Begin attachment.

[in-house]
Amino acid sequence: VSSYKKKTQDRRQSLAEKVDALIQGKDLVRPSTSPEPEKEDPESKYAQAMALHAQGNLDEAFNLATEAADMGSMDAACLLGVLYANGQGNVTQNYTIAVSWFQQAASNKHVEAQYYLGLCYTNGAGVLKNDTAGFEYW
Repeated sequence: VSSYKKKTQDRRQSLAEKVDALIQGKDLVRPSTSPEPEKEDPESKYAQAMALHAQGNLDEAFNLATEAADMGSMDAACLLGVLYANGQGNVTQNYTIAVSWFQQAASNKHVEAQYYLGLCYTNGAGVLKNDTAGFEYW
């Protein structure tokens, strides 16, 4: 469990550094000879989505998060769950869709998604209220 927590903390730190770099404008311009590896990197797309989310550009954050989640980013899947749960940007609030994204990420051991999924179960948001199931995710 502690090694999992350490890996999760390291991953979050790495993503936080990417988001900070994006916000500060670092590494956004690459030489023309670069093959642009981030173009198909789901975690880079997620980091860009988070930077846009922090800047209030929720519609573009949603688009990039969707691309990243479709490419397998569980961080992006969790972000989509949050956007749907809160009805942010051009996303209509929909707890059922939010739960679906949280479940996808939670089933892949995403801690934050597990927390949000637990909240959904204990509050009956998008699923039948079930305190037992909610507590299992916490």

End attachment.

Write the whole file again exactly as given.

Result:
[in-house]
Amino acid sequence: VSSYKKKTQDRRQSLAEKVDALIQGKDLVRPSTSPEPEKEDPESKYAQAMALHAQGNLDEAFNLATEAADMGSMDAACLLGVLYANGQGNVTQNYTIAVSWFQQAASNKHVEAQYYLGLCYTNGAGVLKNDTAGFEYW
Repeated sequence: VSSYKKKTQDRRQSLAEKVDALIQGKDLVRPSTSPEPEKEDPESKYAQAMALHAQGNLDEAFNLATEAADMGSMDAACLLGVLYANGQGNVTQNYTIAVSWFQQAASNKHVEAQYYLGLCYTNGAGVLKNDTAGFEYW
């Protein structure tokens, strides 16, 4: 469990550094000879989505998060769950869709998604209220 927590903390730190770099404008311009590896990197797309989310550009954050989640980013899947749960940007609030994204990420051991999924179960948001199931995710 502690090694999992350490890996999760390291991953979050790495993503936080990417988001900070994006916000500060670092590494956004690459030489023309670069093959642009981030173009198909789901975690880079997620980091860009988070930077846009922090800047209030929720519609573009949603688009990039969707691309990243479709490419397998569980961080992006969790972000989509949050956007749907809160009805942010051009996303209509929909707890059922939010739960679906949280479940996808939670089933892949995403801690934050597990927390949000637990909240959904204990509050009956998008699923039948079930305190037992909610507590299992916490």